Purpose: The COVID-19 pandemic presents specific challenges for cancer patients attending oncology treatment. Using a mixed-methods design (convergent parallel design), we aimed to assess the experience, perceptions, and reactions of cancer patients during the COVID-19 pandemic. Methods: Participants were cancer patients receiving treatment at the hospital during the pandemic (July to August 2020). In study 1, 95 participants filled out a questionnaire measuring COVID-19 experiences and perceptions, psychological distress, and intolerance of uncertainty. In study 2, in-depth interviews were conducted with 10 cancer patients, probing their experience during the COVID-19 period. Results: Most participants experienced the COVID-19 pandemic as a major threat that would affect future health, most attended all or most of their scheduled treatments, and their mean level of psychological distress was low. A mild decrease in social support was reported, and remote contacts and support from the community had not compensated for decreased person-to person contacts. In addition, intolerance of uncertainty was related to higher psychological distress, which was partially mediated by perceptions of threat. The analysis of in-depth interviews strengthened the quantitative findings by elucidating the experience of fear of contagion alongside determination to continue treatment. Conclusions and Implications for Cancer Survivors: The mixed-methods design enabled us to examine the responses of cancer patients attending treatment. The findings suggest that in times of extreme uncertainty such as COVID-19, health experts need to screen cancer patients and survivors for emotional and instrumental support needs and identify patients and survivors with high intolerance of uncertainty as a risk factor for psychological distress.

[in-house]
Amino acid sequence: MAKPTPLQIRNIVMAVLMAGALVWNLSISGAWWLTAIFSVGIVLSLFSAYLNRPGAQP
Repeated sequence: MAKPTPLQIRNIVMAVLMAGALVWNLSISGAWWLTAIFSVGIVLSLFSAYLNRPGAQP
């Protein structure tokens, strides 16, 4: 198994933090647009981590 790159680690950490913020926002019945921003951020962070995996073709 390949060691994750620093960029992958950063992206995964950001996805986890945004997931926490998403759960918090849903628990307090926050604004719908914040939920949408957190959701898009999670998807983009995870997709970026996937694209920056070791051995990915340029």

Bibliographical notePublisher Copyright:
© 2021, The Author(s), under exclusive licence to Springer Science+Business Media, LLC, part of Springer Nature.
- Intolerance of uncertainty
- Perceived threat
- Psychological distress
- Remote contact
- Social support
ASJC Scopus subject areas